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Giant Bats Overwhelm Frazzled Padres

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A game that featured so much offense there are already Tumblr screeds devoted to bringing it down.

Buster Posey can really fly.
Buster Posey can really fly.
Kelley L Cox-USA TODAY Sports

The Padres are ingrown hairs. You don't really notice them until you run across them and then you realize there's a sore spot in your life that's been there all along. And then you think you can ignore it, but then it starts causing discomfort, then outright pain. Then you try to pierce it, relieve the pressure, get rid of the damn thing, but that only makes it worse. It bursts and you've got Spangenberg everywhere. The doctor tells you the hair has mixed with the Yangervis and now it's a mild infection.

They're a gross nuisance. And like all gross nuisances, the Padres don't go away easily. They hang around and hang around and sometimes, even when you think they're gone, they come back.

The dinkfest that was the eighth inning -- when the Padres scored six runs -- all started with Jeremy Affeldt coming out of the bullpen like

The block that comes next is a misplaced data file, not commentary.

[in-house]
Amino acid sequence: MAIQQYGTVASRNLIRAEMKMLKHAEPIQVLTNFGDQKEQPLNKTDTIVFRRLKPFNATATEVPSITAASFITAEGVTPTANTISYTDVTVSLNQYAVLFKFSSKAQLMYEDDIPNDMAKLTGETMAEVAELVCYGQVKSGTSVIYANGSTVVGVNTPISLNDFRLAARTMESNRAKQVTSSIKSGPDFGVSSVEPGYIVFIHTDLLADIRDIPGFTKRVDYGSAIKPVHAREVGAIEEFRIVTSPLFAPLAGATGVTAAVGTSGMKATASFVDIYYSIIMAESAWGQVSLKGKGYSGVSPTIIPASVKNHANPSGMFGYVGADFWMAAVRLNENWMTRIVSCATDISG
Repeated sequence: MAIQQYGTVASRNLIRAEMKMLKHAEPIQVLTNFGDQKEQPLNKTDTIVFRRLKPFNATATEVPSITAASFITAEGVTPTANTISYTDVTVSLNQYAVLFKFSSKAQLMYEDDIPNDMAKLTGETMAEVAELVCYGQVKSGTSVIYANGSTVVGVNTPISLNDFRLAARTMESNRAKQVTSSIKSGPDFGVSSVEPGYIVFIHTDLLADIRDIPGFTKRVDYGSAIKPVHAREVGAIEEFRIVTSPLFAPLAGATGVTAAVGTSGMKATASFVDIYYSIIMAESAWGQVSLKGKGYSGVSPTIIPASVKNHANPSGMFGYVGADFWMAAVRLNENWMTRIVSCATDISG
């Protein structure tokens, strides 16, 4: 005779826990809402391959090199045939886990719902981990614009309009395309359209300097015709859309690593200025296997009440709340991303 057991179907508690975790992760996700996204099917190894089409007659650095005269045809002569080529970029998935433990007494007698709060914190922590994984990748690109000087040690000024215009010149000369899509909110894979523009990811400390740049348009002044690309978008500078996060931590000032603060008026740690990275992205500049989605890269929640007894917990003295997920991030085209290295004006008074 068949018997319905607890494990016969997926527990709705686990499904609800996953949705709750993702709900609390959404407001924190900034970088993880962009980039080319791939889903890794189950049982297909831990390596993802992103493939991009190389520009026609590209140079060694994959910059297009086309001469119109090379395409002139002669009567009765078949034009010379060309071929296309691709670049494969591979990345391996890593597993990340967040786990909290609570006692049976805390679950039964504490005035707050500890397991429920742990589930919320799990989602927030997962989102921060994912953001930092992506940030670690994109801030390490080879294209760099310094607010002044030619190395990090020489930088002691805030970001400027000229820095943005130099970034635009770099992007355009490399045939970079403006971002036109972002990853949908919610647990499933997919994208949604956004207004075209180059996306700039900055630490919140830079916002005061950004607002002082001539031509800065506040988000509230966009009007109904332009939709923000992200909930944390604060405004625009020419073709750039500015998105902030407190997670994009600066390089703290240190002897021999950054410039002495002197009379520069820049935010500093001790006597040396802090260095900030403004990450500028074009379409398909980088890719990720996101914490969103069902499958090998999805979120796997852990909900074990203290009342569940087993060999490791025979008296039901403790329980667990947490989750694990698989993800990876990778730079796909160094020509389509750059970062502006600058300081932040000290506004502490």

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┻┳| •.•)  I've got nothing
┳┻|⊂ノ
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Badffeldt opened the door (a home run to Matt Kemp!), Javier Lopez propped it open, and then Sergio Romo walked through and tripped over the ottoman. A healthy serving of bad pitching that led to a gluttony of bad luck. Romo pitched with a sore knee and was able to get a lot of swing-throughs and bad reads (Justin Upton's plate appearance can best be described as "hopeless") but the weak contact found gaps in the defense and, lo, a blowout turned into a one-run game.

But it turns out that the best solution for this particular ingrown hair of a Padres team was a warm compress -- in this case, AT&T Park. It's easy to forget in the midst of the Giants losing every home game (because they hate playing in front of SF fans, of course) the Giants *are* capable of scoring runs... when the temperature rises. The park plays like a sandlot when the weather gets into the 70s and the wind stays mellow.

The warm day game that immediately springs to mind is the 12-11 loss to Cincinnati back in 2010.

Of course, they lost that one because the rally tap eventually dried out, but there was no chance that was going to happen to the Giants' offense today.

You know, because of all them purty triples.

★★★

So many triples today. When are triples ever bad? Triple scoop sundae. Triple feature. Triple rhymes with nipple...

The last time the Giants hit four triples in a game was back in 1960, before color TV was a regular thing. Willie Mays hit three in one game. Brandon Belt had two today. I bet watching Willie Mays running those bases was a thing of beauty. Brandon Belt's gallop was beautiful in the poetic sense, so here it goes:

ODE TO TRIPLES

What a word you are, Triple

What a feat you are, Triple

You're the freedom of three

A near certain run, you see

My tail wags

Because of those three bags

WHAT EXACTLY IS A TRIPLE?